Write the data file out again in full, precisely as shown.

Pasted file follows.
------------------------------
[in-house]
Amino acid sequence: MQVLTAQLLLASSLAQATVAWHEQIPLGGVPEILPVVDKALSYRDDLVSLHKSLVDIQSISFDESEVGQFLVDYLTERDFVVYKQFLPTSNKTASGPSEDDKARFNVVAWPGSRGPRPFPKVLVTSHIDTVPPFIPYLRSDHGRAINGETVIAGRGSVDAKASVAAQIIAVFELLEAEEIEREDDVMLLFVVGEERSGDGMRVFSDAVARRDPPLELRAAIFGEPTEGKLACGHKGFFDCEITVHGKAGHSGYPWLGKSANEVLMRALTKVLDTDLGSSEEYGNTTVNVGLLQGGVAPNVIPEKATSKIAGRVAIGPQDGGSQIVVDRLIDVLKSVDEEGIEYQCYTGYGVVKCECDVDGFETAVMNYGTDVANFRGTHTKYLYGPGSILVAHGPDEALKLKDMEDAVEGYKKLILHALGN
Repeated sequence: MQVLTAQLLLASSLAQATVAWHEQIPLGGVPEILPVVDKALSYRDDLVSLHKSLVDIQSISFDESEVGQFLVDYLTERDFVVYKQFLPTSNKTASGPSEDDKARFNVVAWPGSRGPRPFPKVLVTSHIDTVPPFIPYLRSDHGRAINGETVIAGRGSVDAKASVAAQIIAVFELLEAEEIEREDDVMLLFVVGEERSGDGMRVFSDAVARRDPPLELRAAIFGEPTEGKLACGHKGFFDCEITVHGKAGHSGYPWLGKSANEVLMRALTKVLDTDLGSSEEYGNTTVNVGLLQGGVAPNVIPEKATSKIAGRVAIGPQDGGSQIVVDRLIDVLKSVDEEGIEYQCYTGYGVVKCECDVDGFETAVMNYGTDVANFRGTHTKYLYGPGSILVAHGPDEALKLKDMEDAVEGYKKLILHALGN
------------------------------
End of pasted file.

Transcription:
[in-house]
Amino acid sequence: MQVLTAQLLLASSLAQATVAWHEQIPLGGVPEILPVVDKALSYRDDLVSLHKSLVDIQSISFDESEVGQFLVDYLTERDFVVYKQFLPTSNKTASGPSEDDKARFNVVAWPGSRGPRPFPKVLVTSHIDTVPPFIPYLRSDHGRAINGETVIAGRGSVDAKASVAAQIIAVFELLEAEEIEREDDVMLLFVVGEERSGDGMRVFSDAVARRDPPLELRAAIFGEPTEGKLACGHKGFFDCEITVHGKAGHSGYPWLGKSANEVLMRALTKVLDTDLGSSEEYGNTTVNVGLLQGGVAPNVIPEKATSKIAGRVAIGPQDGGSQIVVDRLIDVLKSVDEEGIEYQCYTGYGVVKCECDVDGFETAVMNYGTDVANFRGTHTKYLYGPGSILVAHGPDEALKLKDMEDAVEGYKKLILHALGN
Repeated sequence: MQVLTAQLLLASSLAQATVAWHEQIPLGGVPEILPVVDKALSYRDDLVSLHKSLVDIQSISFDESEVGQFLVDYLTERDFVVYKQFLPTSNKTASGPSEDDKARFNVVAWPGSRGPRPFPKVLVTSHIDTVPPFIPYLRSDHGRAINGETVIAGRGSVDAKASVAAQIIAVFELLEAEEIEREDDVMLLFVVGEERSGDGMRVFSDAVARRDPPLELRAAIFGEPTEGKLACGHKGFFDCEITVHGKAGHSGYPWLGKSANEVLMRALTKVLDTDLGSSEEYGNTTVNVGLLQGGVAPNVIPEKATSKIAGRVAIGPQDGGSQIVVDRLIDVLKSVDEEGIEYQCYTGYGVVKCECDVDGFETAVMNYGTDVANFRGTHTKYLYGPGSILVAHGPDEALKLKDMEDAVEGYKKLILHALGN